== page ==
LETTERS: Medical Examiner’s Office proudly has made great strides

SHARE LETTERS: Medical Examiner’s Office proudly has made great strides
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The Cook County medical examiner’s office was the subject of a Sun-Times Sunday report that found the office routinely fails to send investigators to the scene of suspicious deaths. | Sun-Times files

The Cook County Medical Examiner’s Office is an independent medico-legal agency that has instituted reforms and achieved national recognition in recent years.

In 2016, the office regained full accreditation from the National Association of Medical Examiners. The office complies with all requirements, including in investigations, which is staffed 24/7 to accept more than 13,000 death notifications a year.

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Scene investigations have increased by 90 percent since 2014 and all new investigators must be nationally certified within two years of hire. It is the forensic pathologists, not the investigators, who rely on their medical training to determine cause and manner of death. A scene investigation is not necessary for the nearly 6,000 cases our office handles each year.

Scene investigations are mandatory for certain cases, including those that involve law enforcement. However, an investigator can be dispatched only if there is an actual scene. Your editorial cited the cases of Laquan McDonald, Bettie Jones and Quintonio LeGrier. McDonald died in a hospital a day after he was shot. Regarding LeGrier and Jones, the office was not notified of a police shooting until hours after the incident. Notification of the death of Donald Markham was made after the body was already en route to our office.

Doing a scene investigation for every case would require tripling the investigations staff at a cost of approximately $5 million — the same amount that funded the entire office 10 years ago.

We are proud of our accomplishments, the progress we have made since 2012 and our record of fiscal responsibility while providing an essential County service.

Ponni Arunkumar, M.D.,

chief medical examiner, Cook County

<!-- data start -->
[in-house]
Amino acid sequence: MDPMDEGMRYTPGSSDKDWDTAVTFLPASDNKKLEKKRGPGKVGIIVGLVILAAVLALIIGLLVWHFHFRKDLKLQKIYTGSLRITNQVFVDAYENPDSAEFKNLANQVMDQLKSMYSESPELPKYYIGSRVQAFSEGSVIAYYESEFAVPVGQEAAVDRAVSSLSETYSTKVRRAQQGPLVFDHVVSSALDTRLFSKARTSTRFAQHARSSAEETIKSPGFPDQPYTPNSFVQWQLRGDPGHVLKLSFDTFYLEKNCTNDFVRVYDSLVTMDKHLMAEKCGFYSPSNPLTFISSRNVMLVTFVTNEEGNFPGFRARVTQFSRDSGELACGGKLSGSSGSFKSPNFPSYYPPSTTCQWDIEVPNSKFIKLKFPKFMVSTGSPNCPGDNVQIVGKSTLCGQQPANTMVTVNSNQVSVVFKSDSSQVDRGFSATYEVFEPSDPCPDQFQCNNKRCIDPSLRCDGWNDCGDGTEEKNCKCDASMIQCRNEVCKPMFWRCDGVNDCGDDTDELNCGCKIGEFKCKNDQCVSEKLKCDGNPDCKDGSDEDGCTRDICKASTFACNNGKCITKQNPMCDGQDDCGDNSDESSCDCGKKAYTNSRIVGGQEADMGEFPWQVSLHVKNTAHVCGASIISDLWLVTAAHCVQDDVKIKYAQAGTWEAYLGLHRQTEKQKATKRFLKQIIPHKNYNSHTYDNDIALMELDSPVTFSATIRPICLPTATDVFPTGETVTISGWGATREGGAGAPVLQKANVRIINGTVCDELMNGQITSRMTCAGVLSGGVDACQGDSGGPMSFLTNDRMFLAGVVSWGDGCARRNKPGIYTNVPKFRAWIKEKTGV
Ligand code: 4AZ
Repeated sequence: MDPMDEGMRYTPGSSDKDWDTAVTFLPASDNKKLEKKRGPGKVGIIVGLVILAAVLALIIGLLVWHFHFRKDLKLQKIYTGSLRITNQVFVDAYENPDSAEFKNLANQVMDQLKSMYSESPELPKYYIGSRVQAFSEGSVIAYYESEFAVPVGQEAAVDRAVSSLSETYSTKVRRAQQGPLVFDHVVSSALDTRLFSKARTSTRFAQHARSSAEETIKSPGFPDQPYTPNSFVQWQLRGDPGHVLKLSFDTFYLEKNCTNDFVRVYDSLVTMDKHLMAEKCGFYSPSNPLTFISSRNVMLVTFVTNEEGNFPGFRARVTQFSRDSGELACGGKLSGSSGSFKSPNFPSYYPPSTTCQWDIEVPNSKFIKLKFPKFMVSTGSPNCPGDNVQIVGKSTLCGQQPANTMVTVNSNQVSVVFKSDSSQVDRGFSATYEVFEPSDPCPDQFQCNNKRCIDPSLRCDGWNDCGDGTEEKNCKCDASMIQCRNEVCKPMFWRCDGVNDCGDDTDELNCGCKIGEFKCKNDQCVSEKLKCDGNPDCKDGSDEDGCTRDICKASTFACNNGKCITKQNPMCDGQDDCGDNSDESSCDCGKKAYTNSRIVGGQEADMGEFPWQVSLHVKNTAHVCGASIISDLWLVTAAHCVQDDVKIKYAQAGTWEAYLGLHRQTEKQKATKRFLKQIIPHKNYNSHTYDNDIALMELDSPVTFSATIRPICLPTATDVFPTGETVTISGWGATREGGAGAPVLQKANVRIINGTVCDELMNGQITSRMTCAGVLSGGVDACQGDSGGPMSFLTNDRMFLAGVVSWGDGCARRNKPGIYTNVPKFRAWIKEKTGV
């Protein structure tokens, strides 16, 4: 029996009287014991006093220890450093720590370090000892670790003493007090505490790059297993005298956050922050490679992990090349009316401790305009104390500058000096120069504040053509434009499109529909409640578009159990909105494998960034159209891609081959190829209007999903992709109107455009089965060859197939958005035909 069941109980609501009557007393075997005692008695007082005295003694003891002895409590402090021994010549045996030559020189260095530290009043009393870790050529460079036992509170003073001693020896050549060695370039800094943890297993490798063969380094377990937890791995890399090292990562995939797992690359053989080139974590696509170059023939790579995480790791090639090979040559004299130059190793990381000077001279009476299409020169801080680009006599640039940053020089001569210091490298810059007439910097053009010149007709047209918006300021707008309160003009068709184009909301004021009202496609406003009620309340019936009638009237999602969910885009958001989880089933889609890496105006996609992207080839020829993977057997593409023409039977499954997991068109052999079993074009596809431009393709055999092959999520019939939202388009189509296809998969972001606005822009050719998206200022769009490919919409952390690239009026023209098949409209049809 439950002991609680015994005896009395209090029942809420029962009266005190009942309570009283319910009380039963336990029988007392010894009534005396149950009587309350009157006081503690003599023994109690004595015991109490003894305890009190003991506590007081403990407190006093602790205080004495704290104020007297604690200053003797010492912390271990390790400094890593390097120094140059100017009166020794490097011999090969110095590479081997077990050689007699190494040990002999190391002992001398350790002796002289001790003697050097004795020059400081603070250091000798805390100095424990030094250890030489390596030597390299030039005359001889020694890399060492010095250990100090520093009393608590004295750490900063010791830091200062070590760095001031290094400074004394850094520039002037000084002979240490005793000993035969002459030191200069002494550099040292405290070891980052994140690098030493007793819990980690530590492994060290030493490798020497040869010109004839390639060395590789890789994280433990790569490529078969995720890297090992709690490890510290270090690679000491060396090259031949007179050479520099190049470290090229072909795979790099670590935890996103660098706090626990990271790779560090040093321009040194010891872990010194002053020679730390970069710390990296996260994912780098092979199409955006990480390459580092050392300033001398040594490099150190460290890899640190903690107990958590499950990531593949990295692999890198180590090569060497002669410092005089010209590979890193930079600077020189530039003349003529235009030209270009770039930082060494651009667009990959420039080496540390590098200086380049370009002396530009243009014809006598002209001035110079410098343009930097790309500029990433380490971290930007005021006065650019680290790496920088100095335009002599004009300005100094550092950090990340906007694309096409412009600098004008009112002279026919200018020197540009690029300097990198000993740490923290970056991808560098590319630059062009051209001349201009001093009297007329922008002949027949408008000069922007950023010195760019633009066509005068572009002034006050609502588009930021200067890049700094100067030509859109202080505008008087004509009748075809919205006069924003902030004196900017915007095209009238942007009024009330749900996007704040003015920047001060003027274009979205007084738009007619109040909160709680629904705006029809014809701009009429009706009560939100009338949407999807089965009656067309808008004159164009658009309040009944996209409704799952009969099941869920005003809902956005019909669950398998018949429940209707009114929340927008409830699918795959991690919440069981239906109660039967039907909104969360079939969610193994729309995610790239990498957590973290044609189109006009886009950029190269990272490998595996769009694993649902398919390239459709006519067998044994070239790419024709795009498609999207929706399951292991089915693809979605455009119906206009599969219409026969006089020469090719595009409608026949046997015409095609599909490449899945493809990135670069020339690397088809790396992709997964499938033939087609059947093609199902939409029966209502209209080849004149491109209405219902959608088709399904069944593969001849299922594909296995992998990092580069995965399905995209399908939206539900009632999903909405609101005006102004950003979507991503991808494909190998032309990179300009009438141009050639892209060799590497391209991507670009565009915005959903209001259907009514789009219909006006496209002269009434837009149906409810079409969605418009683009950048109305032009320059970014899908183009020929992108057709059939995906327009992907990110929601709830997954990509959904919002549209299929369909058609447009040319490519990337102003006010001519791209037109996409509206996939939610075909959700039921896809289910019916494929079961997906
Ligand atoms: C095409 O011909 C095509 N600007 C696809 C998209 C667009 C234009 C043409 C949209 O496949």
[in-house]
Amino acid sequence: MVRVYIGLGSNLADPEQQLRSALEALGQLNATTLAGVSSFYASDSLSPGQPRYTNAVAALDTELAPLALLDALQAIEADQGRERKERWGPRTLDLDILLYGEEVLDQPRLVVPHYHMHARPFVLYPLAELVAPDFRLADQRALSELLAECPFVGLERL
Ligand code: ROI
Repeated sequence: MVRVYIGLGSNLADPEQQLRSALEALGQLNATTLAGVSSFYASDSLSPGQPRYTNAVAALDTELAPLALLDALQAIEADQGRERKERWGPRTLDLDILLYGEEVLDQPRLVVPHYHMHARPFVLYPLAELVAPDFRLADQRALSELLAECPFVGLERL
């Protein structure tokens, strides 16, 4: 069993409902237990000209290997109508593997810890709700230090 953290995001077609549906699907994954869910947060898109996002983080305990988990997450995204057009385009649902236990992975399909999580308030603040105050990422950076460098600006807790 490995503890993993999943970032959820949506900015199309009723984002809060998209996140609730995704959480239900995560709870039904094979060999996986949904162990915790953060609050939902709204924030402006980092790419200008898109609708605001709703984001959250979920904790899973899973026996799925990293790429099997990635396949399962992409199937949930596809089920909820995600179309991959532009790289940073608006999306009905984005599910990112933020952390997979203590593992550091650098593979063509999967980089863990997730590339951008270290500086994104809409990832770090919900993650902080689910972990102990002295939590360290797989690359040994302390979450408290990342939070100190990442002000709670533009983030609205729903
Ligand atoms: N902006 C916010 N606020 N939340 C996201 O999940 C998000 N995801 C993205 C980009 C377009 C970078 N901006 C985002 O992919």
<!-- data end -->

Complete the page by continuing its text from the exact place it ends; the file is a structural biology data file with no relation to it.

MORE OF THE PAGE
Destroying our nation’s gifts to all

Our national parks — the living rooms and parlors of our land, into which we invite honored guests and visiting diplomats — are kept pristine by dedicated personnel who spend their working lives protecting and nurturing the natural treasures contained within.

We can visit, admire and be awed and delighted and renewed in spirit by the grandeur of our parks. How beautiful is the country in which we live. We have land enough to live our daily lives and still have areas we love and treasure — too lovely, too rich to spoil.

In their wisdom and love of nature, past American presidents moved to preserve the gift of these priceless lands, safeguarding them from destruction. But now the parks are being taken from us by leaders who can’t see beyond the green of money to the green of nature.

Does a real citizen take away gifts for the sake of his own wealth? Whoever could do that could be capable of robbing anyone of anything, even their very freedoms. Our National Parks are being stolen from us. Does anyone care?

R.S. Hosek, Near North Side

All the worst traits in one president

Remember when George W. Bush was thought of as a dunce, a manipulated puppet of the rich and powerful? And remember Bill Clinton, who spent most of his second term in office in disgrace as a sexual predator. And how about everyone’s favorite arch-villain, Richard M. Nixon, who brought new meaning to the definition of obstruction of justice?

Oh, how I long for the good days, when bipartisanship was only endangered and not lost to the ages. Whoever said Donald Trump can’t multitask was doing a disservice to our leader. In combining all of the worst character traits of his predecessors, he has proven to be an irritant to party loyalists and political adversaries alike.

The old days, even at their worst, look better all the time.

Bob Ory, Elgin

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